The Massachusetts Women’s Political Caucus endorses several bills during each legislative session. The MWPC offers testimony at hearings and notifies its members and supporters about crucial opportunities for advocacy and lobbying. The bills that have been selected for this legislative session are bills regarding Emergency Contraception and Health Education. Below is an overview of the two pieces of legislation.
Emergency Contraception (House 2438 Senate 546)
This bill has been filed for the first time. EC, commonly known as the “morning-after pill” is most effective the sooner a woman takes it after unprotected sex but can be used within five days of unprotected sex. The Food and Drug Administration has approved emergency contraception EC as a contraceptive method for use after sexual intercourse, when contraceptives have failed, or when no contraceptives were used. EC is not RU-486. If a woman takes EC during pregnancy it will not harm the developing fetus or cause an abortion. The legislation will require hospital emergency rooms to make emergency contraception available to rape survivors and will also allow pharmacists to dispense emergency contraception, through a collaborative agreement with a physician. According to a 2002 survey by the Mass NARAL Foundation, one fourth of all hospital emergency rooms in Massachusetts failed to make EC available to rape survivors seeking the medication. The Massachusetts Medical Society, Mass. American College of OBGYN’s, Jane Doe Inc. and the Mass. Board of Registration in Pharmacy have all endorsed the bill.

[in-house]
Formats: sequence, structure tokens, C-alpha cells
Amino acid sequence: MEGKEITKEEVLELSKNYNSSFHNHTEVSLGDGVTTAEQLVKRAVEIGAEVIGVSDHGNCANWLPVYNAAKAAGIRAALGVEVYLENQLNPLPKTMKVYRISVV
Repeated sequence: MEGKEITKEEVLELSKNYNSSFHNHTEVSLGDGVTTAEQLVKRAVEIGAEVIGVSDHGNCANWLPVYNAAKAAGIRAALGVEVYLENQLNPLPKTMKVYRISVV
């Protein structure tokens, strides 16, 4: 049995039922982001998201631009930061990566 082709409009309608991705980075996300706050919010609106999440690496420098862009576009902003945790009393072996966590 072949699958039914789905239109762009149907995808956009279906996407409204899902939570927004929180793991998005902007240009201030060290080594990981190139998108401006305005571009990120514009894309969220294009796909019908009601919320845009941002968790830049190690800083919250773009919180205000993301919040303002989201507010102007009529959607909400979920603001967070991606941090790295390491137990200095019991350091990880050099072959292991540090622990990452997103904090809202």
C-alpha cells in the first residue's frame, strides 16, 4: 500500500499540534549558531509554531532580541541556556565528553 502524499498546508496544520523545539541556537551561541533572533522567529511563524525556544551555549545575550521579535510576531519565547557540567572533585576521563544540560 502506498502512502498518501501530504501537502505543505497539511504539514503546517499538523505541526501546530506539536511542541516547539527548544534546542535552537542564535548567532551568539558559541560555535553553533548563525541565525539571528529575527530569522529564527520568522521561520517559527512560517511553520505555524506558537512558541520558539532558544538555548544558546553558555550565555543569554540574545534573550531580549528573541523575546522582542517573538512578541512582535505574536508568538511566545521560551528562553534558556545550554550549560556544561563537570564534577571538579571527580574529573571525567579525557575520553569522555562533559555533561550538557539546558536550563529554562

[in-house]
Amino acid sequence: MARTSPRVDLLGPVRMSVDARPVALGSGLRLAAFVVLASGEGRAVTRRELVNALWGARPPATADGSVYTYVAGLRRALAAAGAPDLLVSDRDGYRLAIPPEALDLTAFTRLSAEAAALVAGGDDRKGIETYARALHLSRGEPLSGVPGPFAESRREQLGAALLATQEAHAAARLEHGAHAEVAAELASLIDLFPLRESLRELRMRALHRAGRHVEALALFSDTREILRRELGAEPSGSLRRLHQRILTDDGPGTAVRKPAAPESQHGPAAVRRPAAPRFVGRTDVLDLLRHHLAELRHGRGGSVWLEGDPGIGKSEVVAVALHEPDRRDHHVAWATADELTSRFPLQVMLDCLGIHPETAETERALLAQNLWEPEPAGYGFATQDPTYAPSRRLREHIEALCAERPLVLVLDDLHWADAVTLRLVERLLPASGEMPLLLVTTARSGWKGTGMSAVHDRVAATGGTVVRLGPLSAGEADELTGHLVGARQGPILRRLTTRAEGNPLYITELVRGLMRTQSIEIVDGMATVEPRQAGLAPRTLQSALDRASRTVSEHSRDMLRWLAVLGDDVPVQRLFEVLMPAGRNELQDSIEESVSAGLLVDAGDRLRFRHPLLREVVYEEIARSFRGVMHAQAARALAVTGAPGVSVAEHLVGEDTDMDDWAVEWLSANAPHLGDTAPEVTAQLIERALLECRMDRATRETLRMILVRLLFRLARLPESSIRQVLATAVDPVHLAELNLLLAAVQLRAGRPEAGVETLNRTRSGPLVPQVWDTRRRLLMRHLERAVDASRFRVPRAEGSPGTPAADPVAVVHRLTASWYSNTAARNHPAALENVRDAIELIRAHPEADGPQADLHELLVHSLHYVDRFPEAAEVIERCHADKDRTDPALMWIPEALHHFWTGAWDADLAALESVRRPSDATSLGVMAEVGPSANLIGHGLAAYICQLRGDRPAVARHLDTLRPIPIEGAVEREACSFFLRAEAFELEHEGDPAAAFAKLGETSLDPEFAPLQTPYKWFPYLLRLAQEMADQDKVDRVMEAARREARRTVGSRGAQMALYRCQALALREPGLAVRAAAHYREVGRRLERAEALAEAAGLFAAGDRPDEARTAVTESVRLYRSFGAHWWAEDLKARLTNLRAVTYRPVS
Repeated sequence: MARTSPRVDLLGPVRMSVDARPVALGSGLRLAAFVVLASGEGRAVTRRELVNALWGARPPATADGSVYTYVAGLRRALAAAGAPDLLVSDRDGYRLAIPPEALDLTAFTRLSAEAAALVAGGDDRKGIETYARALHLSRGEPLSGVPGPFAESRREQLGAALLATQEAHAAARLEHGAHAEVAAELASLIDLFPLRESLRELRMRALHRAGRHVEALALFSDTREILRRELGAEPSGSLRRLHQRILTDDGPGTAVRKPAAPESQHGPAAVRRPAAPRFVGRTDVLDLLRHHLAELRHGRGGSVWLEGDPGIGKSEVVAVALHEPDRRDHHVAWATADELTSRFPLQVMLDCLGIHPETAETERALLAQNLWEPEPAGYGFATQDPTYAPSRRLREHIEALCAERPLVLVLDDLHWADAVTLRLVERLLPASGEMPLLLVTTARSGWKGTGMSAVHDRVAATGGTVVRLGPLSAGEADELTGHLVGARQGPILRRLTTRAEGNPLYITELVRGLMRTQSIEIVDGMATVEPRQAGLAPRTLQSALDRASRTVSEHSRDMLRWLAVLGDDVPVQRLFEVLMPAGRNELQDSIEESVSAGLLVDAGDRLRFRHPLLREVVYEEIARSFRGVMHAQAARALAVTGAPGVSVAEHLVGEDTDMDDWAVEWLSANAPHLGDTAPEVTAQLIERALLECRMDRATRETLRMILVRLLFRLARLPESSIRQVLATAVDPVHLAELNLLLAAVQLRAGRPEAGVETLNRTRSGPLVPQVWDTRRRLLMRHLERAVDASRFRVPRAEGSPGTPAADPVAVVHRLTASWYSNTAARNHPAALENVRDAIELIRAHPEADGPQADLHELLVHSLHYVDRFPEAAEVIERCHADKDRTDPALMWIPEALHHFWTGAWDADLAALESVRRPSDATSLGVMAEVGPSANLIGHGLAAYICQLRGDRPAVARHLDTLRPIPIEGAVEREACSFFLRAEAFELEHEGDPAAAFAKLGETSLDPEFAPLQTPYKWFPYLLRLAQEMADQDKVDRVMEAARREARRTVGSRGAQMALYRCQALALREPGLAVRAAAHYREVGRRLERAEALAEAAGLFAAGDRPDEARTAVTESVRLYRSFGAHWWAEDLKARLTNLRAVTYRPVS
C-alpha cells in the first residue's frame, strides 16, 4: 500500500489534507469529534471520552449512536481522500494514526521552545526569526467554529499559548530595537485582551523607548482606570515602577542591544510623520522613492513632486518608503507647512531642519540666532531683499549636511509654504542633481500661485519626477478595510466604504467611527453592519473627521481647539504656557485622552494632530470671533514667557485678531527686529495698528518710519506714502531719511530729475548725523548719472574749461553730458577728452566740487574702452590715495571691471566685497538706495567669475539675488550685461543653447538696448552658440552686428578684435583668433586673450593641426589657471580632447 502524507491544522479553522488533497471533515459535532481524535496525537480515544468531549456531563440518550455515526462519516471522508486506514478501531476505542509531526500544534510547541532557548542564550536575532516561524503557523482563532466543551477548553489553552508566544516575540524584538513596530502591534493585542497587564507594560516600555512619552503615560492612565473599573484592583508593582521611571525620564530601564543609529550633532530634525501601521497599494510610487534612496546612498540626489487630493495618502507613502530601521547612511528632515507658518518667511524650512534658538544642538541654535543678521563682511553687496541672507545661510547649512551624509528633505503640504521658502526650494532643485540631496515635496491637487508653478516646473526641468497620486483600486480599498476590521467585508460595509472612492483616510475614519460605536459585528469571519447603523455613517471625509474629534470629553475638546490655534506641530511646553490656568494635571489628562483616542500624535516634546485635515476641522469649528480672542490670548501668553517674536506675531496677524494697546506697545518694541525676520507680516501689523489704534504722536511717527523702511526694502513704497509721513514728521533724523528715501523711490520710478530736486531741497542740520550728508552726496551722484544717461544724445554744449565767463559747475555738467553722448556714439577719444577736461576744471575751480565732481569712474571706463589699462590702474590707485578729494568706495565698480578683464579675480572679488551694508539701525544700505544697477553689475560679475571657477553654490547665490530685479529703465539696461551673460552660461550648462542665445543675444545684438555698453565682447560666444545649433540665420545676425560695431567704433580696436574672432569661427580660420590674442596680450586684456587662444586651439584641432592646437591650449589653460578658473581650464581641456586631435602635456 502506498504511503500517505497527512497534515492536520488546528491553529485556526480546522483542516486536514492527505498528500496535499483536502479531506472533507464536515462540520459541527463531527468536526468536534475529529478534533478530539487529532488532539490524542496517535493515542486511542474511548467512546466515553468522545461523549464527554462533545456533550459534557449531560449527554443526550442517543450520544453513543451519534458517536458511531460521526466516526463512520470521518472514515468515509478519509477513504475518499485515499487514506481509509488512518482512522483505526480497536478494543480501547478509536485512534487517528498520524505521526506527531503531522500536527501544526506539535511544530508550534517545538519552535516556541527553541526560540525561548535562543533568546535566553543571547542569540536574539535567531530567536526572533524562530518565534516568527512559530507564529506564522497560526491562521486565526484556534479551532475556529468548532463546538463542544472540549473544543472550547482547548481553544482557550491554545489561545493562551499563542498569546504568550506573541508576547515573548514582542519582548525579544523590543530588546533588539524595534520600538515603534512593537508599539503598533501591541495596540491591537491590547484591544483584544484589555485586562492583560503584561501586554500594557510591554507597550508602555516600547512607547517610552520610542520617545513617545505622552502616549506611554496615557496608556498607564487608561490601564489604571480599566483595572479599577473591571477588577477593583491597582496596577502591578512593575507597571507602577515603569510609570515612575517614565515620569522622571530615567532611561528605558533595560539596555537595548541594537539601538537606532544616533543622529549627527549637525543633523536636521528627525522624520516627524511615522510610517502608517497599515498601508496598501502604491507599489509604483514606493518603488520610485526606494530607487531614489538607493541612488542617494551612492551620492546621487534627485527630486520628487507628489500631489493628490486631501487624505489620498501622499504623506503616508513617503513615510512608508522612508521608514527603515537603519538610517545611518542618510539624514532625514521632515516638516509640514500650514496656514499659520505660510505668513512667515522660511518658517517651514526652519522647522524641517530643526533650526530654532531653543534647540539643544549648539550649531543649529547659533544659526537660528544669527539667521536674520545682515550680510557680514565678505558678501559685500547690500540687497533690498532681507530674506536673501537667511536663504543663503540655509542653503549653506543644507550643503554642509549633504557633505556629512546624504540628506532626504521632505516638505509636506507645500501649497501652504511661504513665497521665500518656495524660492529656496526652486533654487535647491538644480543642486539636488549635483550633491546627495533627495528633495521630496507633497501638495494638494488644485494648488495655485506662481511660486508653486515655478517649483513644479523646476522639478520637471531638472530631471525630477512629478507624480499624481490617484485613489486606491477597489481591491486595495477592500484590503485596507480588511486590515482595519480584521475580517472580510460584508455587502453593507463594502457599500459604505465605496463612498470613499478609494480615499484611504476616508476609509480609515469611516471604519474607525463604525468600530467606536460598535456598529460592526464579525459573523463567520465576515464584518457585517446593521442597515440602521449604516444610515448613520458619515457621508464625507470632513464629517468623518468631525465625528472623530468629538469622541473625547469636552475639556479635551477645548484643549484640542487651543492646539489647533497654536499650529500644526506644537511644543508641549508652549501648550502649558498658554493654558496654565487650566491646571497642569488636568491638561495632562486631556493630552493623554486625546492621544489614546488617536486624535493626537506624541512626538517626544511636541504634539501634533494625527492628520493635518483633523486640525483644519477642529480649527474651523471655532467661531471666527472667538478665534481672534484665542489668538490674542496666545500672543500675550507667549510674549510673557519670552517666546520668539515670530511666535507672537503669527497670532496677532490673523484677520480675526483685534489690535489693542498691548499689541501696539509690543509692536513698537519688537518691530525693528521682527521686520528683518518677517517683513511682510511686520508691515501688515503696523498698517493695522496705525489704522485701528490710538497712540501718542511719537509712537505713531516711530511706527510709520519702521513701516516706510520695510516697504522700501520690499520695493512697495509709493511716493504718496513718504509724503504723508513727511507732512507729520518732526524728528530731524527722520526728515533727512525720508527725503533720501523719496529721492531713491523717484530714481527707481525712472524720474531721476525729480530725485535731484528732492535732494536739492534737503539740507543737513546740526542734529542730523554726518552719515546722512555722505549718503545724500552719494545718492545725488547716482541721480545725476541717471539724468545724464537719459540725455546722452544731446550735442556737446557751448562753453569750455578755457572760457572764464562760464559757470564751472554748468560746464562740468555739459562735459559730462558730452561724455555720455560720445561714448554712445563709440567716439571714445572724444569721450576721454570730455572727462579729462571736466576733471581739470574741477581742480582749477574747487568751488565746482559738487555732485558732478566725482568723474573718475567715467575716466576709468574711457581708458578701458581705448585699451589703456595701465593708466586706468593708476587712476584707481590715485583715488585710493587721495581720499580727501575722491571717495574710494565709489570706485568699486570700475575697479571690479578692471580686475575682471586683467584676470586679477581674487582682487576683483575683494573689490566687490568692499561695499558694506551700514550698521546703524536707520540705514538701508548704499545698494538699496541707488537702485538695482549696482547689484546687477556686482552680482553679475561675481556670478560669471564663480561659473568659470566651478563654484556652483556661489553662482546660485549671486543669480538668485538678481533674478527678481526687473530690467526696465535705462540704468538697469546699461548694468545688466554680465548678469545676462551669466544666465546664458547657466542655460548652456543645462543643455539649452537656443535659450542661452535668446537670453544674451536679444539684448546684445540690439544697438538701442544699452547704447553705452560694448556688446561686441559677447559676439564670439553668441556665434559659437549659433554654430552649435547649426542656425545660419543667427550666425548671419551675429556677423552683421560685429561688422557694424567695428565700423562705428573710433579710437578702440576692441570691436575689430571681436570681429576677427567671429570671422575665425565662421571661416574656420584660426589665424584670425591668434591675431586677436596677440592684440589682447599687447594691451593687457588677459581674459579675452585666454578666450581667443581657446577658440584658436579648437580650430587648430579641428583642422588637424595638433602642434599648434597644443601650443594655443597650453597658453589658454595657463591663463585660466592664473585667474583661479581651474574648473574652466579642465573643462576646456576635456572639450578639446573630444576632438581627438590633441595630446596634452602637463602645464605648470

An Act to Provide Health Education in Schools (House 1258, Senate 295)
An Act to Provide Health Education in Schools would insert health education, as defined by the Massachusetts Comprehensive Health Curriculum Frameworks and as required by the Supreme Judicial Court, into the core curriculum. School districts would be required to teach health education in grades K-12. In 1993, the Supreme Judicial Court required that the Commonwealth provide an adequate education for those enrolled in the public schools. It further defined "adequacy" by requiring that students possess specific capabilities including, "sufficient self-knowledge and knowledge of his or her mental and physical wellness". The Massachusetts DOE created a science-based health education framework in response to the Supreme Judicial Court decision. The DOE mandates that every school district implement this framework, yet no mechanism exists to enforce the compliance of the school district unless health education is part of the core curriculum.